A body scanner is not a magic bullet, cautions York. Before you buy a body scanner, he advises, be sure the provider offers detailed training so that officers who will perform the scans can learn to recognize items, such as a razor blade wrapped in plastic and tucked into a body crevice or cavity.
“You must remove that inmate and do a physical strip search to ensure that mass is not a weapon,” said York. “Proper training is the key to running that machine, and if you’re trained properly and combine it with physical searches, this will help greatly in the reduction of contraband.”
York recommends inspecting scanner images by quadrant to maintain focus, just like a cell search, so you can examine each area thoroughly. Don’t forget to check prosthetics, wheelchairs and crutches – these are common contraband hiding places that can be searched easily with a body scanner.
In addition to the body scanner, York says all visitors and employees should be required to pass their belongings through an X-ray machine.
Similar to entry points at courthouses and airports, correctional facilities can screen bags and other belongings – as well as mail and deliveries – quickly and thoroughly with an X-ray machine like the HI-SCAN 6040i from Smiths Detection.
“We have a lot of cases every year where staff bring contraband into the prison,” said York, “so if we’re going to work that hard to keep the inmates from bringing in contraband, we have to work that hard on the visitors and staff as well.”
2. Search cells often and at random with technology
Cell searches and shakedowns are critical in the battle against contraband, says York, citing the 2015 “Escape at Dannemora” as the perfect example.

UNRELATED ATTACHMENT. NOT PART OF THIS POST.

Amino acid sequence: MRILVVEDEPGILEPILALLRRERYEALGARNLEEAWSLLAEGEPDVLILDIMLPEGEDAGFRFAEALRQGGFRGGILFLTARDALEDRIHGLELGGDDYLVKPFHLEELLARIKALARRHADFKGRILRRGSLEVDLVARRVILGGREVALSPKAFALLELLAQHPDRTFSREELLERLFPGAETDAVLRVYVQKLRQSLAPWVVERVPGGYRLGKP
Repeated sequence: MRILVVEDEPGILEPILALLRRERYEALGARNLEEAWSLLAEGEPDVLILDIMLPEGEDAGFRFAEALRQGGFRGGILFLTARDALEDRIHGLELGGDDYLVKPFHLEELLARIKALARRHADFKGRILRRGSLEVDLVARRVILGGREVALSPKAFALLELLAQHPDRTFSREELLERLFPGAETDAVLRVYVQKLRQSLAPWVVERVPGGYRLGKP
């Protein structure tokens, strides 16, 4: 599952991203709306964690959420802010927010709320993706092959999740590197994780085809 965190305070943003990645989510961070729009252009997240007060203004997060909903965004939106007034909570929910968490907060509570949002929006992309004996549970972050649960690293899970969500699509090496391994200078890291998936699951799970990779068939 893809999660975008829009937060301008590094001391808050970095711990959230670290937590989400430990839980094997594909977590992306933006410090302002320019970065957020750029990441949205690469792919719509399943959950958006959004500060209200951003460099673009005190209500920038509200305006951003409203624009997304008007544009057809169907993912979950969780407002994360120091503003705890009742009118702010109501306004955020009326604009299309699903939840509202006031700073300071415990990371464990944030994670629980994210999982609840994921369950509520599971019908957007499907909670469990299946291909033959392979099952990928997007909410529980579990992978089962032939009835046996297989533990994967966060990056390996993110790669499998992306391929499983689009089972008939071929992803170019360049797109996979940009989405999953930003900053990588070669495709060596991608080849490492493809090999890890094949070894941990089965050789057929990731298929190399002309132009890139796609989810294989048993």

“The cell block where those two murderers escaped from hadn’t had cell searches for six months,” York said. “Agencies and supervisors really must ensure that cell searches are done daily, on a random basis. You have to have cell searches to keep inmates on their toes and let them know we’re serious about contraband.”
When you do find contraband drugs, it’s important to know what you’re dealing with, both for officer safety and to understand how to respond appropriately.
“Being overprotective costs money in personal protective equipment and time for the training involved,” said Weber. “And then, because today’s drugs are often more dangerous, the disposal costs can increase as well. So knowing what you’re dealing with, No. 1, reduces the cost of the response, and also, if there is an exposure, we need to figure out what they were exposed to and document that for OSHA.”
Weber says it’s also helpful for corrections administrators to know what substances people are trying to smuggle in so they are aware of the possible exposures and effects.